Its key to success will be re-investing in employees, career development and training opportunities. Innovation and engineering was the key to HP's early prominence and it is admirable to see rejuvenation in the commitment to R&D rather than pushing out the same mundane products of yore. A restructuring is necessary for HP's survival and it's acknowledged this and is aggressively pursuing it through organic restructuring and margin growth as opposed to mergers and acquisitions. This includes improving its position in the cloud security, networking and software as service industries. Capitalizing on the Autonomy acquisition will also help improve HP's value worldwide. Whitman cites scaling issues as the catalyst for hampered earnings so far but HP's intent on consolidating the operations in order to implement Autonomy's service more effectively into the business model and product suites. Focusing on cloud computations, big data analytics and networking services will help create more high-margin opportunities for HP aside from its traditional product offerings.
This is just the beginning of HP's transition, but it will create many opportunities to compete with Apple (NASDAQ: AAPL), Cisco (CSCO), and other tech sector brands as it expands its book of business into the cloud and software services sector. Apple's supply chain strength has made it tough for HP's tablet push. For example, HP has to wait for Apple's exclusivity deals on touchscreens to expire before it can get in on the deals. This is one area where HP's restructuring can improve to compete with juggernauts like Apple. Microsoft's (NASDAQ: MSFT) Windows 8 will have a serious impact on the rebirth of demand around the world for HP and Dell (NASDAQ: DELL) products. According to Acer Group founder Stan Shih, "If Microsoft doesn't have a good Windows 8 (product), it will be a big loss for Microsoft and then Taiwan. HP and Dell will also be affected." Dell's Windows 8 based tablets will directly target Apple's iPad, so it is equally critical for Dell that Windows 8 is a success.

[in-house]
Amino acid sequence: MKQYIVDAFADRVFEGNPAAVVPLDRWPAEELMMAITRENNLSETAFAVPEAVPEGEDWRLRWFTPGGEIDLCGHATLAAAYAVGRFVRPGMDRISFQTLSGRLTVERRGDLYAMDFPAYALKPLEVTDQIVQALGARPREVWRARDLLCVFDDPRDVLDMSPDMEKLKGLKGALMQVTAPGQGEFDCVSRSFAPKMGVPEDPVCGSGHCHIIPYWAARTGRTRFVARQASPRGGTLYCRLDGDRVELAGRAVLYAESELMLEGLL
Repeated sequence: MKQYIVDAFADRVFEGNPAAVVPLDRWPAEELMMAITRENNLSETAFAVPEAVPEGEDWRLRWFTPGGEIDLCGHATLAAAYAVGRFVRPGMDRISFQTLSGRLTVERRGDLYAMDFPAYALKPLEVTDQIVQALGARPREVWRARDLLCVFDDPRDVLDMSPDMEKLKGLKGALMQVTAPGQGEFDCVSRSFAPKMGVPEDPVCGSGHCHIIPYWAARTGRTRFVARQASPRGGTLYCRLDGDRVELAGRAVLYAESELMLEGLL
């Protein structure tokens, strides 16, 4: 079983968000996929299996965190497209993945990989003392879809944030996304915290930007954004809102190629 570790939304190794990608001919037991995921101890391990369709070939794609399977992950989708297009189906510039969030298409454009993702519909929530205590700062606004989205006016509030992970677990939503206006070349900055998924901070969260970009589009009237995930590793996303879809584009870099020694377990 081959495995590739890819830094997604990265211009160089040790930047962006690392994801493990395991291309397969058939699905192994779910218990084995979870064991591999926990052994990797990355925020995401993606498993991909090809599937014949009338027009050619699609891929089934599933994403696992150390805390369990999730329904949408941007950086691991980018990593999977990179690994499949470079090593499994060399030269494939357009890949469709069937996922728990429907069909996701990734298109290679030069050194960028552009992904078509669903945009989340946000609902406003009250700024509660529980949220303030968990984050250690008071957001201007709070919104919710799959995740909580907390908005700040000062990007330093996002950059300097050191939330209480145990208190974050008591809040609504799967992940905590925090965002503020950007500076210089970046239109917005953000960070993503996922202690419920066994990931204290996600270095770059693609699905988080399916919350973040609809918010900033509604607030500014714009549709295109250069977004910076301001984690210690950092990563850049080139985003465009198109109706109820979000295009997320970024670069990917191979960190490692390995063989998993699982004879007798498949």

HP has already begun to rebuild the balance sheet. Now improving internal systems and reinvesting to create more innovative products and services is the next step. Investing in shares now is the best opportunity for substantial returns before the stock price begins to rise with the potential progress of Q3 and Q4 in 2012.
jewishitalian31 has no positions in the stocks mentioned above. The Motley Fool has no positions in the stocks mentioned above. Try any of our Foolish newsletter services free for 30 days. We Fools may not all hold the same opinions, but we all believe that considering a diverse range of insights makes us better investors. The Motley Fool has a disclosure policy. If you have questions about this post or the Fool’s blog network, click here for information.